The design of Myrmidon follows many of the design patterns found in Avalon. The strongest influence cna be seen from the meta-patterns; Separation of Concerns (SOC) and Inversion of Control (IOC).

SOC essentially is a design pattern used to separate the system accroding to relevent dimensions. (SOC is often called multi-dimensional SOC). The definition of "relevent" is domain specific and in our case there is a number of dimensions. For instance you will notice that there is a separation between project, tasklet, conversion and datatype functionality. Where in Ant1.x these were only partially separated or tightly coupled there is now decoupling. This separation allows easy reuse of parts in other projects. ie It is now extremely easy to reuse the tasklet api in other tools (such as Installshield type apps or Cron-like deamons etc).

Another dimension in which myrmidon is separated is by users. For instance there is a separation between engine code and client code. The client code is the code used by those who implement the components. For instance tasklet developers only have to look at client code for tasklets and never look at implementation of engine.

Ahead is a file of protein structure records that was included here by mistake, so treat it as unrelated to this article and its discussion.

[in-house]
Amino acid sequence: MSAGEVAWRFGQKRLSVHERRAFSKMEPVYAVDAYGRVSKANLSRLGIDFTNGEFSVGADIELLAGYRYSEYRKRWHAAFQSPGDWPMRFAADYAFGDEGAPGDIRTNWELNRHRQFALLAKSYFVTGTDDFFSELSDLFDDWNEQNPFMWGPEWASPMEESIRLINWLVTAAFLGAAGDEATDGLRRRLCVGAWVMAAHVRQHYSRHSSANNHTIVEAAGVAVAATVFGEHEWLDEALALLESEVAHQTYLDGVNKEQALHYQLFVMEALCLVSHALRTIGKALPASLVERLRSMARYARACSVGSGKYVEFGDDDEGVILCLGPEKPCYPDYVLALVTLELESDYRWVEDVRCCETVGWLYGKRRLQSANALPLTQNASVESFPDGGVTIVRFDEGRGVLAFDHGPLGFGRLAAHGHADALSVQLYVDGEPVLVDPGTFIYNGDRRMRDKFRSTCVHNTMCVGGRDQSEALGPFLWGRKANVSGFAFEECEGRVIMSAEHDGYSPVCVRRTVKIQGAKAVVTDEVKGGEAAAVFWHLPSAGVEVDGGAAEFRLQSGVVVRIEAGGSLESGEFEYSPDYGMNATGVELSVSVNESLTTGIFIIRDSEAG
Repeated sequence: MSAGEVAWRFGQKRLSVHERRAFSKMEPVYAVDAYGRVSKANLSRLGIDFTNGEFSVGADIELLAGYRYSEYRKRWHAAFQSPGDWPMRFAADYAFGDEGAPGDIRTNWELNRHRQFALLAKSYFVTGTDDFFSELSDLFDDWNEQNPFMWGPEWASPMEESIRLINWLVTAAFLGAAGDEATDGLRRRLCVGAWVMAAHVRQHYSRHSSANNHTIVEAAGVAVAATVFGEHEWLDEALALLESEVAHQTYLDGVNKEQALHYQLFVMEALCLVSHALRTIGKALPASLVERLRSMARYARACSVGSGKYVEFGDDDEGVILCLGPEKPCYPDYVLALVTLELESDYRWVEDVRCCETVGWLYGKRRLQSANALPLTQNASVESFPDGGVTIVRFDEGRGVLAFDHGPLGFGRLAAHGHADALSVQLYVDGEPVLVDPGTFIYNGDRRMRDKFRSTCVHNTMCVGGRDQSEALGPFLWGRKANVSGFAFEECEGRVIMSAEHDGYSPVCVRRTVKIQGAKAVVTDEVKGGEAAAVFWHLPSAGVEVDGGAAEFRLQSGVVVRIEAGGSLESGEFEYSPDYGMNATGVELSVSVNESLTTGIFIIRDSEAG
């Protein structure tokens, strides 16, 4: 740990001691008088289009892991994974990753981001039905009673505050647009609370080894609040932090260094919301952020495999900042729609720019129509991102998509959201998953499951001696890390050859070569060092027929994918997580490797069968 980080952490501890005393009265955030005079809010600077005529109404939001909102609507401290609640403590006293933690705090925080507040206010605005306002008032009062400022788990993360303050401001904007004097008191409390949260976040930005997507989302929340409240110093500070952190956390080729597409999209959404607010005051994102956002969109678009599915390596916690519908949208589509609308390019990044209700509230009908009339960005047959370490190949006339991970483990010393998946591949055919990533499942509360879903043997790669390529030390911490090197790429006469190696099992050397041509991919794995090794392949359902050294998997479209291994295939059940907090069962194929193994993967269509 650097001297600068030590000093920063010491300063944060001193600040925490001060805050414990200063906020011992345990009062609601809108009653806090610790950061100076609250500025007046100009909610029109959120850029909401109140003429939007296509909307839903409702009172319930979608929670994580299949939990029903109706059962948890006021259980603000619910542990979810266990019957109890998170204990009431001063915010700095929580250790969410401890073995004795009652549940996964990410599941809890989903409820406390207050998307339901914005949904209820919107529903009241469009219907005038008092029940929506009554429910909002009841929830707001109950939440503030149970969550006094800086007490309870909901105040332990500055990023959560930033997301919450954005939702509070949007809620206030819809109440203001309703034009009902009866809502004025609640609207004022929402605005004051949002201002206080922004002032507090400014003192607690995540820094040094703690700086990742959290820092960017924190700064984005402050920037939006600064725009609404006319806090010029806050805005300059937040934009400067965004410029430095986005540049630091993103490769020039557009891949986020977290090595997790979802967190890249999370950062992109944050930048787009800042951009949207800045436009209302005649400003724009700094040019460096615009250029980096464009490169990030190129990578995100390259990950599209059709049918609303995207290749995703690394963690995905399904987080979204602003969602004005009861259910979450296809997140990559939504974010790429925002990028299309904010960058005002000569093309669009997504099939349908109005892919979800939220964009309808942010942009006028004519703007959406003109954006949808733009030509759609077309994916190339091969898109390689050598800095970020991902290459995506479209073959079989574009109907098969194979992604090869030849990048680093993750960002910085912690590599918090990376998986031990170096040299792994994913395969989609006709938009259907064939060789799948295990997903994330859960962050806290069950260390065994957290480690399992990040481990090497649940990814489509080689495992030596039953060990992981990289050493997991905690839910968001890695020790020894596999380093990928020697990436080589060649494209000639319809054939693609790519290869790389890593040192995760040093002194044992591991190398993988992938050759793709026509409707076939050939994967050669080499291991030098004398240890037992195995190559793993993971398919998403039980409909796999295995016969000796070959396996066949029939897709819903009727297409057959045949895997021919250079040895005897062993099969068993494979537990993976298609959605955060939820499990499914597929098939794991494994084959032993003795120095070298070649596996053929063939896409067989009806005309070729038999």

Inversion of Control (IOC) aka the Holywood Principle (Don't call us - we'll call you) is another pattern applied within Myrmidon. In this pattern it is the container that provides facilities and executes lifecycle by calling methods of child components. So instead of the component calling methods to lookup or create peer components or method managing it's own lifecycle the container is responsible for these functions.

These approach should be familiar to a servlet or EJB developer as they are also based on SOC and IOC except they do it at a lower resolution. For more detailed explanation of these design approaches have a look at

The result of these design choices is a more flexable and reusable components.

Enough theory - give me Nuts and Bolts

The code is separated into 5 different sections. These are the project, tastlet, converter, datatype and frontend APIs. The project API is concerned with building and representing a project. The tasklet API is concerned with executing tasks in a particular environment. The converter API is concerned with converting instances of one type into another type. The datatype API is used to register, load and instantiate instances of named datatypes. The frontend API involves instantiating and managing all the other components and making it easy to build different frontends (CLI, GUI, Servlet).